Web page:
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gas bottle

February 8, 2009

When I moved to France toute seule three years ago I wasn't worried about whether or not I'd make any new friends or miss my life in London. Nor did the prospect of renovating a house alone really bother me. There was only one tricky problem that I could see: who would I get to help me with the gas bottle?

Since mains gas does not exist in France, most people cook by connecting a bottle of gas to the oven - trust me, this is never as straightforward as it sounds - and first you have to get the cumbersome, heavy thing home from the local Intermarché. (Recently, a friend admitted that replacing the gas bottle was also her chief concern when she split up with her other half shortly after moving to France. Fortunately, she has since acquired a very nice live-in boyfriend who takes care of the problem).

The last time I had to perform the loathesome maneouvre was just over a year ago. After wrestling the enormous empty bottle - as heavy as a slab of concrete - into the boot of my car and back to the supermarket, I struggled home with the new, even heavier, bottle only to find that I couldn't undo the valve. I tried everything including pliers, a spanner and a wrench-like thing that I found in the garage with no success and then - rather than take the blasted bottle back to the supermarket - waited several days for a passing friend to do it.

He finally managed to undo the valve but not before declaring that was probably faulty and pointing out that I'd bought the wrong kind of gas (there are at least half a dozen colours of bottle to choose from). By this point, I'd lost the will to live and was happy to take the risk.

Since then, I have been living in fear - not of being blown up by a faulty bottle - but of the pesky thing running out again. (The worst fear is that it will run out at an untimely moment such as Christmas day or when you've got people over for dinner.)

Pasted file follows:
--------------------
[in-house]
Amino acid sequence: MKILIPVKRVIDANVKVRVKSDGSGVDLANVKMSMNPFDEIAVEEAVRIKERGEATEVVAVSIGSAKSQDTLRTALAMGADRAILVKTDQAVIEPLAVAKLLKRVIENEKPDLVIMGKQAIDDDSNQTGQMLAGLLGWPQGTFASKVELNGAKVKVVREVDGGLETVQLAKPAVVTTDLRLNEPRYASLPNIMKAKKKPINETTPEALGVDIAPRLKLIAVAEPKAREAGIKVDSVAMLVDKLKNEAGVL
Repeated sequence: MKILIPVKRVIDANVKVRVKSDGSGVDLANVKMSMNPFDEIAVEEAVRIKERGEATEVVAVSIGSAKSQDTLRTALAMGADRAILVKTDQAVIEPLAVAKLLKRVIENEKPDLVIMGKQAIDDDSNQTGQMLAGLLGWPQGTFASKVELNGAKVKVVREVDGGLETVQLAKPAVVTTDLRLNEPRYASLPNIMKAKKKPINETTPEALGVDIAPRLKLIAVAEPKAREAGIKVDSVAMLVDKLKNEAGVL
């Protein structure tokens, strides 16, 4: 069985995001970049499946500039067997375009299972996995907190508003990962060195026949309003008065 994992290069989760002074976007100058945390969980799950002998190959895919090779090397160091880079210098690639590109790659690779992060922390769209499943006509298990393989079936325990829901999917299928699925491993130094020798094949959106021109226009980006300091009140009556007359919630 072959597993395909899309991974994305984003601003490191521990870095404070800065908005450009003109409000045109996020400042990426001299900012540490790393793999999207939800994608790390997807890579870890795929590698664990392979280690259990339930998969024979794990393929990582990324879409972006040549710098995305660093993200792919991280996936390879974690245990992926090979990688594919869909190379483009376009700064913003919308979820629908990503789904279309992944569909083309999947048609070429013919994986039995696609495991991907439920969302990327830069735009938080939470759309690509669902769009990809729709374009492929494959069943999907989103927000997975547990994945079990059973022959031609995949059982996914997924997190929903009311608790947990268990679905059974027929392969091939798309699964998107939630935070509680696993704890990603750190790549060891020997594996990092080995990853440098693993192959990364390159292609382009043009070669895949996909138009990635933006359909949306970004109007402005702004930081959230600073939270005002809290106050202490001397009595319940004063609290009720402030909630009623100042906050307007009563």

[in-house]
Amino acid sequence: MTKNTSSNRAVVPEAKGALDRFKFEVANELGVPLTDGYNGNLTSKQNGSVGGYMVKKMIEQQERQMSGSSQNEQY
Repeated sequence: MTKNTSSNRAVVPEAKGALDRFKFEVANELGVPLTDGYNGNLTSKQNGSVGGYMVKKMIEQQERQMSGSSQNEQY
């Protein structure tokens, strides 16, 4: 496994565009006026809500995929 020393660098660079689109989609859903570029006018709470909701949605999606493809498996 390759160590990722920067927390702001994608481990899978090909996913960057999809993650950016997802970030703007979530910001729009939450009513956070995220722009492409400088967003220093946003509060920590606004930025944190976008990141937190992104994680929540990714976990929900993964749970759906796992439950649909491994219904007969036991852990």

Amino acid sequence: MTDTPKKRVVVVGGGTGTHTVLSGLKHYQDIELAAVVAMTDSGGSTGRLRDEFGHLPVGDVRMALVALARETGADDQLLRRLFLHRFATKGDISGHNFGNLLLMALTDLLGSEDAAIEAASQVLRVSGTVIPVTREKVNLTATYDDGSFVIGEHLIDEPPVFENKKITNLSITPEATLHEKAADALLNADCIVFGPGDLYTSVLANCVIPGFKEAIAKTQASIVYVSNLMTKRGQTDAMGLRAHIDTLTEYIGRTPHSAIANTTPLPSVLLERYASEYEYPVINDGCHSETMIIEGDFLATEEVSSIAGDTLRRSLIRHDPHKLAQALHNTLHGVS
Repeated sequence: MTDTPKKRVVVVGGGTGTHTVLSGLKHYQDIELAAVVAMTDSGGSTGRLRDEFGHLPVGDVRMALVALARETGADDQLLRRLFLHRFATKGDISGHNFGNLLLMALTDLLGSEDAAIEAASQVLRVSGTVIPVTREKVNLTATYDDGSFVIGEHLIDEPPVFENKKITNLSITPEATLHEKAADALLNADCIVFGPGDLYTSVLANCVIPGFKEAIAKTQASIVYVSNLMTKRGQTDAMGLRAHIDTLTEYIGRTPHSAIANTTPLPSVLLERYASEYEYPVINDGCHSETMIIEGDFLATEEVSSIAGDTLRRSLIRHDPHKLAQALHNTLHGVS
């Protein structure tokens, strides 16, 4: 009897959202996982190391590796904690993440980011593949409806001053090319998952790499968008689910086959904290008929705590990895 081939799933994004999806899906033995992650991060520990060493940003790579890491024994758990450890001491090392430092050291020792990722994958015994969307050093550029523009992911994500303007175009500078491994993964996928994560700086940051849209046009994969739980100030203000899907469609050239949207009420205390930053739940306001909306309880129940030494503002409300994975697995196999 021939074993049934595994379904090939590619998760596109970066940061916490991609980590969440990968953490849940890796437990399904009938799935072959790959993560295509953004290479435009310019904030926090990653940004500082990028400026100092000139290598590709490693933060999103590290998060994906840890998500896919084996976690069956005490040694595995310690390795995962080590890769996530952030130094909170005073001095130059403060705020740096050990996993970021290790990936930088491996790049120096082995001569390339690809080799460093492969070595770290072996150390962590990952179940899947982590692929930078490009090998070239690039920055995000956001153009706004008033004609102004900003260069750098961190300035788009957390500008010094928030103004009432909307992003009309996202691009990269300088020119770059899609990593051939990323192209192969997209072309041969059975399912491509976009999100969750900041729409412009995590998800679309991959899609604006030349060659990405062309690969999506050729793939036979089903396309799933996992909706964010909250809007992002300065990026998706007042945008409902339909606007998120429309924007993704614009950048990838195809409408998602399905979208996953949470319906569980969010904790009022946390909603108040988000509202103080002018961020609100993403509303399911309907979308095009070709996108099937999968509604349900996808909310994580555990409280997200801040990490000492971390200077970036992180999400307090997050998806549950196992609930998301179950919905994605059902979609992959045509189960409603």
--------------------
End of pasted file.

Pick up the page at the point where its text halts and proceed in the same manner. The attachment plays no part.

It finally did so on Saturday afternoon while I was in the middle of making parsnip soup. Since Luis was nowhere to be seen - really what's the point of having un copin if they can't take care of this chore - and since I was going out to dinner with friends, I put off the dreaded gas bottle run until this morning. But I got to the local Intermarché this morning only to find that the gas bottle kiosk has changed its opening times and was closed.

The gas bottle business is enough to make you want to hit a bottle of a different kind.

comments (2)

1. Posted by Susie on February 9, 2009 10:16 AM

They are awful things, and the worst part is lifting them in and out of the car. It's usually easier to carry them on the passenger seat rather than in the boot. After that, they are relatively easy to move around if you tilt them slightly to one side and then roll them along. But mind you don't drop them on your toe. That really hurts. Take it from me. :-) As long as you have the right bottle, and a good valve, attaching them is simple. If you would like a demonstration, or a hand next time, I'm an expert. :-)

2. Posted by Alex (in Bretagne) on September 7, 2009 8:53 AM

I know this was February and it's now September, but I'm starting from the beginning so I get to this now. Anyway the thing is (he said being practical)change the damn bottle for something smaller and lighter. Get a couple of Cubees or those with the little window in the side, both of which are far lighter, and have a clip on valve, and the Intermarché will take your old huge thing in return. That's what my (slightly) aged mother did and now she swings her Cube out of her Twingo with gay abandon*, switching from the exhausted bottle to the new, spare one in seconds, once even in the middle of an omlette.

*Well maybe not but you get my drift.

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